About Our Unique Retirement Planning Calculator

Question #1 on the New Retirement Planning Calculator — What Does the Retirement Risk Evaluator Do?

The Retirement Risk Evaluator

 

It reports the safe withdrawal rate for a specified retirement plan. The safe withdrawal rate is the inflation-adjusted amount that can be withdrawn from a portfolio each year with 95 percent confidence that the portfolio will survive 30 years, presuming that U.S. stocks perform in the future at least somewhat as they always have in the past.

Question #2 on the New Retirement Planning Calculator — Aren’t There Other Safe Withdrawal Rate Calculators Already Available on the Internet?

This is the first calculator developed by members of the “New School” of safe withdrawal rate analysis. The New School maintains that the valuation level that applies at the beginning of a retirement must be taken into account in any analytically valid identification of the safe withdrawal rate. The historical data shows that valuations are a key factor in determining what withdrawal rate is safe. Thus, there is no excuse for researchers failing to consider this factor in their analyses.

Question #3 on the New Retirement Planning Calculator — Who Belongs to the New School of Safe Withdrawal Rate Analysis?

The New School arose out of The Great Safe Withdrawal Rate Debate, a series of discussions about the effect of valuations on long-term stock returns held at a number of internet discussion boards examining early retirement and general investing topics. The Great Safe Withdrawal Rate Debate was launched by a post put forward by Rob Bennett (co-developer of the new retirement planning calculator) to a Motley Fool discussion board on the morning of May 13, 2002. John Walter Russell (the other co-developer of the new retirement planning calculator) is today’s leading authority on safe withdrawal rate questions; his extensive research in this field appears at the Early-Retirement-Planning-Insights.com web site. Russell performed the statistical research into the effect of valuations on long-term stock returns that is the engine driving the new retirement planning calculator.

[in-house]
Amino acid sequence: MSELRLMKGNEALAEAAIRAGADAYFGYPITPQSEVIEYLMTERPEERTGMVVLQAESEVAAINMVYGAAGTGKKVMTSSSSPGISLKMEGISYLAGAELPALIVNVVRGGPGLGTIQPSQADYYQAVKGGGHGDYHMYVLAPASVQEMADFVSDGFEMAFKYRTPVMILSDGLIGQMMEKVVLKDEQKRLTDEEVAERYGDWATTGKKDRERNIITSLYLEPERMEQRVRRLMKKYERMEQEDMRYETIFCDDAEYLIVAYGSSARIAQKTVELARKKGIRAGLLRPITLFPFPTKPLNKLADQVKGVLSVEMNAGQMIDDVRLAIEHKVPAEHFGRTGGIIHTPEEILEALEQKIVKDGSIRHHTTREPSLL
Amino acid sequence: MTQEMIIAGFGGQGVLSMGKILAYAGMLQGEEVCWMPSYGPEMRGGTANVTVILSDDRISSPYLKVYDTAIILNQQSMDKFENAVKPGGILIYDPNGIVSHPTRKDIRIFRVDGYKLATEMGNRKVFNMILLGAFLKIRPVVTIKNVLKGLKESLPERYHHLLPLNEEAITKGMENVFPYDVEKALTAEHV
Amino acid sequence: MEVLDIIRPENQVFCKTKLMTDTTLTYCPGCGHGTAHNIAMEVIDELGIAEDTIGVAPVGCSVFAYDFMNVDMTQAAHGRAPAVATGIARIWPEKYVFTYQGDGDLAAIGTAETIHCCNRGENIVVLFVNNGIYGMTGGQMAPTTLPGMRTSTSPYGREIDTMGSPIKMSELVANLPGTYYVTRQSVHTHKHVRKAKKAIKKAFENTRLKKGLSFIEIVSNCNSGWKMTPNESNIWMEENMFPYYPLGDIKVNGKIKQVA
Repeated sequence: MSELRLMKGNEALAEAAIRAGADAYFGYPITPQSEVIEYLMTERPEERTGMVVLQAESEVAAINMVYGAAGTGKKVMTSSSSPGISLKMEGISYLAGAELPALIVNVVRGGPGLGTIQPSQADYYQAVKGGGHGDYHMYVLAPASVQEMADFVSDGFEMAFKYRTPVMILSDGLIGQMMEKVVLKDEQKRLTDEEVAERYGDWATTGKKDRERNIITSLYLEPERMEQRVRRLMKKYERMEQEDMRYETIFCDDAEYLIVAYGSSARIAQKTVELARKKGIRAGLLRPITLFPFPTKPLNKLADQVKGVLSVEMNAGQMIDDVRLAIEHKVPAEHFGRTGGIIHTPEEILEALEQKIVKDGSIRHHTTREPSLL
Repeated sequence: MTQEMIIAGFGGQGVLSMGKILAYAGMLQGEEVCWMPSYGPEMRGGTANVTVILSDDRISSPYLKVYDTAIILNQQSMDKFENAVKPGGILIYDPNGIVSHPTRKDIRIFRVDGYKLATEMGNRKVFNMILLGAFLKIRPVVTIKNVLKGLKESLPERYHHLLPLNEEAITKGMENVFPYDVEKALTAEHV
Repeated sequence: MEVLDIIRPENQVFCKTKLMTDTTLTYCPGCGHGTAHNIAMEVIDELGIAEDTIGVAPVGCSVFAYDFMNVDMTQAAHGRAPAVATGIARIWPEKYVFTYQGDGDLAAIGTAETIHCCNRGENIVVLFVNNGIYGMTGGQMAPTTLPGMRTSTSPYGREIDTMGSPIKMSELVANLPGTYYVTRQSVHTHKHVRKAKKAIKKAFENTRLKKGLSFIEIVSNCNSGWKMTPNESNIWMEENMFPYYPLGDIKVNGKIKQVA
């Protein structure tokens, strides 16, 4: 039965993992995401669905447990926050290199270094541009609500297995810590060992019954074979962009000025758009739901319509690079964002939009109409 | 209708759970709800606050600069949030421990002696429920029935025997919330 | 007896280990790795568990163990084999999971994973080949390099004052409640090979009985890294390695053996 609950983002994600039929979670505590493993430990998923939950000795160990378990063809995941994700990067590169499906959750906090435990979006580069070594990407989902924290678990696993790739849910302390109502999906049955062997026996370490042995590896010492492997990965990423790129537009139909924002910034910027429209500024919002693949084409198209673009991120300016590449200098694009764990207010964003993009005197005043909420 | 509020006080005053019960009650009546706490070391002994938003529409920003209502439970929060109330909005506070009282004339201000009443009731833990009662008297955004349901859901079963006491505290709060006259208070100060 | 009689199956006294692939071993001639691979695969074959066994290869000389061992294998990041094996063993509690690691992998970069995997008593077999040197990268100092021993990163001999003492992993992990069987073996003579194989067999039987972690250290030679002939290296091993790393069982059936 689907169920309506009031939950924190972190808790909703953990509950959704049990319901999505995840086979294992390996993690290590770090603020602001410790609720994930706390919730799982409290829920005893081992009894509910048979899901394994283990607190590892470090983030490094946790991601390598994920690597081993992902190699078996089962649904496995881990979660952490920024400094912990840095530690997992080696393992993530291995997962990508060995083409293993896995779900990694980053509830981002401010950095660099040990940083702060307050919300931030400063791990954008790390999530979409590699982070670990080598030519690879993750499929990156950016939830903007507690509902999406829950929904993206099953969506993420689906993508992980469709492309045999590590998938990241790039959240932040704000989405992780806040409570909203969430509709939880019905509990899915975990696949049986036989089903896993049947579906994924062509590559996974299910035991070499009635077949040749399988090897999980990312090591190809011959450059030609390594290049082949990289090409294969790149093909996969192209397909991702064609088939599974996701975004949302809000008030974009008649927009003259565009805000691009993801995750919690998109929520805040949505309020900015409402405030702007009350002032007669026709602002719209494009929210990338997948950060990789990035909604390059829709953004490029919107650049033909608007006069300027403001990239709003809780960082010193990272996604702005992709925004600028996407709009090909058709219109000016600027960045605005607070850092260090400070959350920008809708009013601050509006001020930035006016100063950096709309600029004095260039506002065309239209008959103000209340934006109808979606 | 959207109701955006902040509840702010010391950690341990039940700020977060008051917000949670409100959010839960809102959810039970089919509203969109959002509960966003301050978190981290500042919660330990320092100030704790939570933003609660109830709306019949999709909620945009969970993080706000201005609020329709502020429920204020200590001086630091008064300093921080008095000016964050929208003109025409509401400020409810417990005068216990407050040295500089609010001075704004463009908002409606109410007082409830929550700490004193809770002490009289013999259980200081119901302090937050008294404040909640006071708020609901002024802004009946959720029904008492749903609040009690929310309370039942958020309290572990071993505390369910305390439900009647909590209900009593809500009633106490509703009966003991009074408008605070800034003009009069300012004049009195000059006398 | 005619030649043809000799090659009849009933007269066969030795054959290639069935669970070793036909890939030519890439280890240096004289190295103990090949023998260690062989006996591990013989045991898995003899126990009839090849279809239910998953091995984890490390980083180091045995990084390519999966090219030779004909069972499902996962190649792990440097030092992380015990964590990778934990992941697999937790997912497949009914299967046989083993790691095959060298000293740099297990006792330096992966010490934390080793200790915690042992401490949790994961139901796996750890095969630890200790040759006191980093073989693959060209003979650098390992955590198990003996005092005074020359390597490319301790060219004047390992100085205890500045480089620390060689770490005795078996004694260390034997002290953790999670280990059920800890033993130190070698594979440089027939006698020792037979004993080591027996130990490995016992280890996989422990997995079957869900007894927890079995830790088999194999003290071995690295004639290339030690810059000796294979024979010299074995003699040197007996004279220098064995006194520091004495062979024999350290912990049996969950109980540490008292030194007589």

Other authorities who have noted the grave flaws of safe withdrawal rate studies that do not include valuation adjustments include: (1) William Bernstein (author of The Four Pillars of Investing); (2) Ed Easterling (author of Unexpected Returns); Scott Burns (personal finance columnist for the Dallas Morning News); and Peter Ponzo (a retired professor of mathematics who publishes investing research at the Gummy-stuff.org site). There have have been articles in the Wall Street Journal and at MarketWatch.com noting that many of the best-informed financial advisors have adopted a practice of taking today’s high stock valuations into account when offering retirement advice to their clients.

Question #4 on the New Retirement Planning Calculator — Do the Old School Studies of Safe Withdrawal Rates Still Have Value?

The old school studies report the Historical Surviving Withdrawal Rate (HSWR). There is value in knowing that number. But it is irresponsible in the extreme for the Historical Surviving Withdrawal Rate to be reported as the Safe Withdrawal Rate. At times such as today (this article was posted in April 2007) the Historical Surviving Withdrawal Rate (4 percent) is anything but safe. An analytically valid study of the historical stock-return data shows that withdrawal rate to be a high-risk withdrawal rate for high-stock-allocation portfolios at today’s valuations. It is possible that the retirements of retirees using the old school studies will survive for 30 years; the odds today are about 50/50. But these retirements are risky retirements. The words “safe” and “risky” are obviously not synonyms; they are antonyms.

Question #5 on the New Retirement Planning Calculator — Why Have the Old School Studies Not Been Corrected?

Free Online Retirement Planning Software We are today at one of the highest valuation levels that has ever applied in the history of the U.S. market. Many investors are emotionally invested in stocks and are highly reluctant to acknowledge what the historical stock-return data says about the effect of valuations on long-term returns. As Dallas Morning News Columnist Scott Burns noted in a column describing the New School findings, the media has been hesitant to report the breakthrough safe-withdrawal-rate findings of recent years because “it is information most people don’t want to hear.”

Question #6 on the New Retirement Planning Calculator — How Many Retirements Are at Risk of Going Bust as a Result of the Discredited Old School Findings.